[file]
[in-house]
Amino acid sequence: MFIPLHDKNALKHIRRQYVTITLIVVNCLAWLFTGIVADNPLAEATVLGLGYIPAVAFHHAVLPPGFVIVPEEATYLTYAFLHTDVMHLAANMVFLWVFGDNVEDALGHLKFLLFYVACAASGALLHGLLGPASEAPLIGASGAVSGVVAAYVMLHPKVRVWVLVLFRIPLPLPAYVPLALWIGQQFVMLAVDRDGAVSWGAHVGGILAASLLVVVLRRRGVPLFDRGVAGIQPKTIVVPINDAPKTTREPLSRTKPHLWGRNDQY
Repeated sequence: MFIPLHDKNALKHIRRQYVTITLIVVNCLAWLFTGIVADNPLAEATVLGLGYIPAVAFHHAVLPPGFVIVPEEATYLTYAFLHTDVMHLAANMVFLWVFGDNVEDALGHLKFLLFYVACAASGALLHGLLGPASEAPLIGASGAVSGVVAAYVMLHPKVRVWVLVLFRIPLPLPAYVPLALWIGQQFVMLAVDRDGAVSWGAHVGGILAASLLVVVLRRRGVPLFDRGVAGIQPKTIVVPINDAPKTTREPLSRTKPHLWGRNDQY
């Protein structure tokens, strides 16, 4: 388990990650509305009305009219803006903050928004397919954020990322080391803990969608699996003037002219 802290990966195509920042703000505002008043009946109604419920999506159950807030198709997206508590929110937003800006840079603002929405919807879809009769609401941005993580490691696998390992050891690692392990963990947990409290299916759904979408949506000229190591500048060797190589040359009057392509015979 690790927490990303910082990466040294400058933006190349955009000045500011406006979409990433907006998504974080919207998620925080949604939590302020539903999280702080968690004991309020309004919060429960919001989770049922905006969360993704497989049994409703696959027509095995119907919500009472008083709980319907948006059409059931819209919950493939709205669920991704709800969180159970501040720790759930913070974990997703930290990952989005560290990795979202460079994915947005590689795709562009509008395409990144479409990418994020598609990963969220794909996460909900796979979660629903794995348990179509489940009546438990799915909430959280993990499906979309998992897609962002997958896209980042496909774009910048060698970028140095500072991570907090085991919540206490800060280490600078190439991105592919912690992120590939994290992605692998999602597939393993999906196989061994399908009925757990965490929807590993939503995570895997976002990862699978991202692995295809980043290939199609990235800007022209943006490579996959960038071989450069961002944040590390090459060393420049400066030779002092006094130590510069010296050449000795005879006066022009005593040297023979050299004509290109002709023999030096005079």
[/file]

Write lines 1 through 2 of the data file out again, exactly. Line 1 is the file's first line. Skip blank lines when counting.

[in-house]
Amino acid sequence: MFIPLHDKNALKHIRRQYVTITLIVVNCLAWLFTGIVADNPLAEATVLGLGYIPAVAFHHAVLPPGFVIVPEEATYLTYAFLHTDVMHLAANMVFLWVFGDNVEDALGHLKFLLFYVACAASGALLHGLLGPASEAPLIGASGAVSGVVAAYVMLHPKVRVWVLVLFRIPLPLPAYVPLALWIGQQFVMLAVDRDGAVSWGAHVGGILAASLLVVVLRRRGVPLFDRGVAGIQPKTIVVPINDAPKTTREPLSRTKPHLWGRNDQY